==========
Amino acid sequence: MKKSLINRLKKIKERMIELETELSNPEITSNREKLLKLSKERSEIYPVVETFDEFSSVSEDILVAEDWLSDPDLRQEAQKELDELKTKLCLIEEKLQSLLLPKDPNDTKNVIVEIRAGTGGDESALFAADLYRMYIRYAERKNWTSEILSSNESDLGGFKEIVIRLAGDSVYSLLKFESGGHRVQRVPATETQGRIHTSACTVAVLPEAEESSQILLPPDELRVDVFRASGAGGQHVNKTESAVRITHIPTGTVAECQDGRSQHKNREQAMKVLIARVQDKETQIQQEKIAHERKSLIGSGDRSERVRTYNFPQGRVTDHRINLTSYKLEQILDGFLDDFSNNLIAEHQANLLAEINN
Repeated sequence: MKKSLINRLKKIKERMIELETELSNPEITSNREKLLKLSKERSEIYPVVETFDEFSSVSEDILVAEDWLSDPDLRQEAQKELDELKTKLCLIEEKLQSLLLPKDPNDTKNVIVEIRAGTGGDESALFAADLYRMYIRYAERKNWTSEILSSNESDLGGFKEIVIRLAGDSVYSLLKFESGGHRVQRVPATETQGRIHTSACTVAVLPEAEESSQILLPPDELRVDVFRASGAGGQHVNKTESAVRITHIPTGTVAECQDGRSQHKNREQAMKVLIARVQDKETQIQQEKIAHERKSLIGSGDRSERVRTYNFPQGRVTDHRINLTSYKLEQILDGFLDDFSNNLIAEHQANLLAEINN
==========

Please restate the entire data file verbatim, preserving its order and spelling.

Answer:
Amino acid sequence: MKKSLINRLKKIKERMIELETELSNPEITSNREKLLKLSKERSEIYPVVETFDEFSSVSEDILVAEDWLSDPDLRQEAQKELDELKTKLCLIEEKLQSLLLPKDPNDTKNVIVEIRAGTGGDESALFAADLYRMYIRYAERKNWTSEILSSNESDLGGFKEIVIRLAGDSVYSLLKFESGGHRVQRVPATETQGRIHTSACTVAVLPEAEESSQILLPPDELRVDVFRASGAGGQHVNKTESAVRITHIPTGTVAECQDGRSQHKNREQAMKVLIARVQDKETQIQQEKIAHERKSLIGSGDRSERVRTYNFPQGRVTDHRINLTSYKLEQILDGFLDDFSNNLIAEHQANLLAEINN
Repeated sequence: MKKSLINRLKKIKERMIELETELSNPEITSNREKLLKLSKERSEIYPVVETFDEFSSVSEDILVAEDWLSDPDLRQEAQKELDELKTKLCLIEEKLQSLLLPKDPNDTKNVIVEIRAGTGGDESALFAADLYRMYIRYAERKNWTSEILSSNESDLGGFKEIVIRLAGDSVYSLLKFESGGHRVQRVPATETQGRIHTSACTVAVLPEAEESSQILLPPDELRVDVFRASGAGGQHVNKTESAVRITHIPTGTVAECQDGRSQHKNREQAMKVLIARVQDKETQIQQEKIAHERKSLIGSGDRSERVRTYNFPQGRVTDHRINLTSYKLEQILDGFLDDFSNNLIAEHQANLLAEINN